Nancy J. Schmidt’s essay (with a very useful filmography), a review and analysis of the issues and problems in researching the careers of African women directors, offers a series of superbly formulated questions that summarize and move forward the analysis of women in African cinema. Sarah Maldoror was at one time considered the “only” African woman film director. But as Schmidt notes, Maldoror is “Guadeloupean by birth, Angolan by marriage and works in Paris” (168). “Is Maldoror an African filmmaker?” Schmidt asks, but then goes on immediately to qualify that question with another, far more reaching question: “More relevant is why some Africans consider her to be an African filmmaker, and what has been her influence on African filmmakers, including women.” In the process of defining African women’s cinema, Schmidt suggests that attention always must be paid to what the terms of definition are, and who is doing the defining.
Perhaps the most useful contribution to the volume is Emilie Ngo-Nguidjol’s annotated bibliography on women in African cinema. The largest sections of her bibliography are devoted to “approaches” and “filmmakers,” but she includes entries on costume designers, make-up artists, and reception as well. In other words, the ways in which women can be understood in relationship to African cinema are vast and varied, and these two recent books offer new and important perspectives on the directions those understandings have taken and will take in the future.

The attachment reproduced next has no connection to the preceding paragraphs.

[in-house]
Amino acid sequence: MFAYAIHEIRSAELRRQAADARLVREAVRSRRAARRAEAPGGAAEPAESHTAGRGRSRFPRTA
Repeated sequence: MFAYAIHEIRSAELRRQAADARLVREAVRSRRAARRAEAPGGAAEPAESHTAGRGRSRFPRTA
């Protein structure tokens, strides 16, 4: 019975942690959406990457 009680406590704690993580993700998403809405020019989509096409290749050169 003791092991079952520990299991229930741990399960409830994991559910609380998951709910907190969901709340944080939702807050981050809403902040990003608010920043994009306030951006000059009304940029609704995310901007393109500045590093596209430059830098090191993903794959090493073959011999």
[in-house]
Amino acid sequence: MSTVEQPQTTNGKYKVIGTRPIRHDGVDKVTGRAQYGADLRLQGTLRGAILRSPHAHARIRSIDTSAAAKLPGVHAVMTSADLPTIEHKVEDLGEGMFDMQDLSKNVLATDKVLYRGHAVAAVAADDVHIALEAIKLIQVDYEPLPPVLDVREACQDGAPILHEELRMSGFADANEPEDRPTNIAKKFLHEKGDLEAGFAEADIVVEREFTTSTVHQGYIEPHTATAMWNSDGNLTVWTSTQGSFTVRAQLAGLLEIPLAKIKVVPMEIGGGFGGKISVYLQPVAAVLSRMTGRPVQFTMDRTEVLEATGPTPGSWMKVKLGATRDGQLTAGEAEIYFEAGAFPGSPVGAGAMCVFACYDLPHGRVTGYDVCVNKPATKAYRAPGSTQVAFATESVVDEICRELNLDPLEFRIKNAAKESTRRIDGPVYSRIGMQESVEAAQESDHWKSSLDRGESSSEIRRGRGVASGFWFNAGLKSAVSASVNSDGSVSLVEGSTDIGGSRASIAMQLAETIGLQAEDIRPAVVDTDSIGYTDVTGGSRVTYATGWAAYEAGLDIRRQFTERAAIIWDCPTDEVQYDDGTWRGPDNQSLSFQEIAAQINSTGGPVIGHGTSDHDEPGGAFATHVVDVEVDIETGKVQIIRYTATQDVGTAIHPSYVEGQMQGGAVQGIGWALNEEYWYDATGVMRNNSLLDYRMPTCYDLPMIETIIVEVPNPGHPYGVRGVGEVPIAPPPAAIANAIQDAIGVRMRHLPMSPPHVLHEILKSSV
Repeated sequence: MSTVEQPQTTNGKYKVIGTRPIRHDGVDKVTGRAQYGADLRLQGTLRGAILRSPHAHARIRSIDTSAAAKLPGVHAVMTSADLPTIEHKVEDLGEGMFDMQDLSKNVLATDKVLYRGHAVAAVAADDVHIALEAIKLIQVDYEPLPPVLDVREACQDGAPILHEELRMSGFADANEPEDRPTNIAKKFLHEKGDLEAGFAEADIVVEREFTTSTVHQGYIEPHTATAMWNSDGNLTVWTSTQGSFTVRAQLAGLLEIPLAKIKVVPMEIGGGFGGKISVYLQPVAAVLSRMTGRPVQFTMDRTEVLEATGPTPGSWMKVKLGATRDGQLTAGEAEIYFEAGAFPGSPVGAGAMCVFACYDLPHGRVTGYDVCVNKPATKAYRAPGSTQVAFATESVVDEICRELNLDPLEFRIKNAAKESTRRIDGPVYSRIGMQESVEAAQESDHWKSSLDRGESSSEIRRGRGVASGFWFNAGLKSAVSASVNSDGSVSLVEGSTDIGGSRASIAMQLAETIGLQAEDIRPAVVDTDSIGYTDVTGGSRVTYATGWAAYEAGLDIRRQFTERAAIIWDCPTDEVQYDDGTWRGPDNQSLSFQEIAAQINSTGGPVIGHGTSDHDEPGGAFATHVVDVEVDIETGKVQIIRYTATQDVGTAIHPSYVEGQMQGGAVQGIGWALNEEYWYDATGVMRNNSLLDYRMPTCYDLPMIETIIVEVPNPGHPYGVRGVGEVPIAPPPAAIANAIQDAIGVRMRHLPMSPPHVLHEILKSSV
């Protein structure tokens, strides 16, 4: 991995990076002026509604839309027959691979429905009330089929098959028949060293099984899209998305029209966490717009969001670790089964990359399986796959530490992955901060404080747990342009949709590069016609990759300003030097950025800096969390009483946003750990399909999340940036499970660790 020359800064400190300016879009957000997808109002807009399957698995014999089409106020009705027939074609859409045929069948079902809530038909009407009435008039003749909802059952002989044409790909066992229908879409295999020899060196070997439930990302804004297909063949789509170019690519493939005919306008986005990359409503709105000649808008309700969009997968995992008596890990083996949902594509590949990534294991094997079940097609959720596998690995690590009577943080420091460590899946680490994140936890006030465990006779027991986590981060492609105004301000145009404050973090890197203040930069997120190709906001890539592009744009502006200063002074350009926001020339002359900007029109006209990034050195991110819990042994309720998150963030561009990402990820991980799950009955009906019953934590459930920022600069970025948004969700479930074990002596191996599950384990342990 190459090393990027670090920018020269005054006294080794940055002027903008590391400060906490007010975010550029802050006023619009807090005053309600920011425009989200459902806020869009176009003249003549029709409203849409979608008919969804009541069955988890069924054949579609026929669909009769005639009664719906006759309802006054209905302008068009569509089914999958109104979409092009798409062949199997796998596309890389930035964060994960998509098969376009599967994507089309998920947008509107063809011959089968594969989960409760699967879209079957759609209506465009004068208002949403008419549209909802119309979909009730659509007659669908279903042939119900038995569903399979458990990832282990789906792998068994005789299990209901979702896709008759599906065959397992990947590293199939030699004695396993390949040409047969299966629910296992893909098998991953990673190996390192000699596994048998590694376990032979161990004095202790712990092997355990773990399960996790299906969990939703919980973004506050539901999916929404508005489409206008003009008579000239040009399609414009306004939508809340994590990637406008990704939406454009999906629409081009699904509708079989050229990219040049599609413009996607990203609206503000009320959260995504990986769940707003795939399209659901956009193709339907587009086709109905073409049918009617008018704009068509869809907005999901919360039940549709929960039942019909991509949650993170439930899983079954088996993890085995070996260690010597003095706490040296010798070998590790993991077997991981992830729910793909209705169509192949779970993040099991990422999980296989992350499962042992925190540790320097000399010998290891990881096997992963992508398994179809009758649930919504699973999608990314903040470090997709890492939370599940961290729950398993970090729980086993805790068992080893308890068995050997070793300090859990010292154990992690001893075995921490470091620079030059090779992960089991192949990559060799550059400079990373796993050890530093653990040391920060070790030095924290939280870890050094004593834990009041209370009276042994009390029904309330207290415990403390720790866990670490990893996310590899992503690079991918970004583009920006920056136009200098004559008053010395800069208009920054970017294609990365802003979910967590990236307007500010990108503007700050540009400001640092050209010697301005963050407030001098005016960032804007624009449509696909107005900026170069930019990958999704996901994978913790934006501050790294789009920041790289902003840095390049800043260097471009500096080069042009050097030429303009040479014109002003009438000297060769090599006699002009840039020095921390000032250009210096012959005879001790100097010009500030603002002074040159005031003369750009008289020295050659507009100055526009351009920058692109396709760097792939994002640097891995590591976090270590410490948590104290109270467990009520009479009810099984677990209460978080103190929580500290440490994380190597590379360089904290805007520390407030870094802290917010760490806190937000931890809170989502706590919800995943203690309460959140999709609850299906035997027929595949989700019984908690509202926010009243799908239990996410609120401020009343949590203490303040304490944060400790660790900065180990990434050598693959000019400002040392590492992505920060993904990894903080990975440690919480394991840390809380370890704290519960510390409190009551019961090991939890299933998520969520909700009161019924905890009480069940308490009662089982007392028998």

Women Filmmakers of the African and Asian Diaspora: Decolonizing the Gaze, Locating Subjectivity, by Gwendolyn Audrey Foster. Carbondale: Southern Illinois UP, 1997. 177 pp. Illustrated.
With Open Eyes: Women and African Cinema, by Kenneth W. Harrow, ed. Special issue of Matatu: Journal for African Culture and Society 19 (1997): 1-263. Amsterdam: Rodopi, 1997.
Copyright © 1999 by The Indiana University Press. All rights reserved.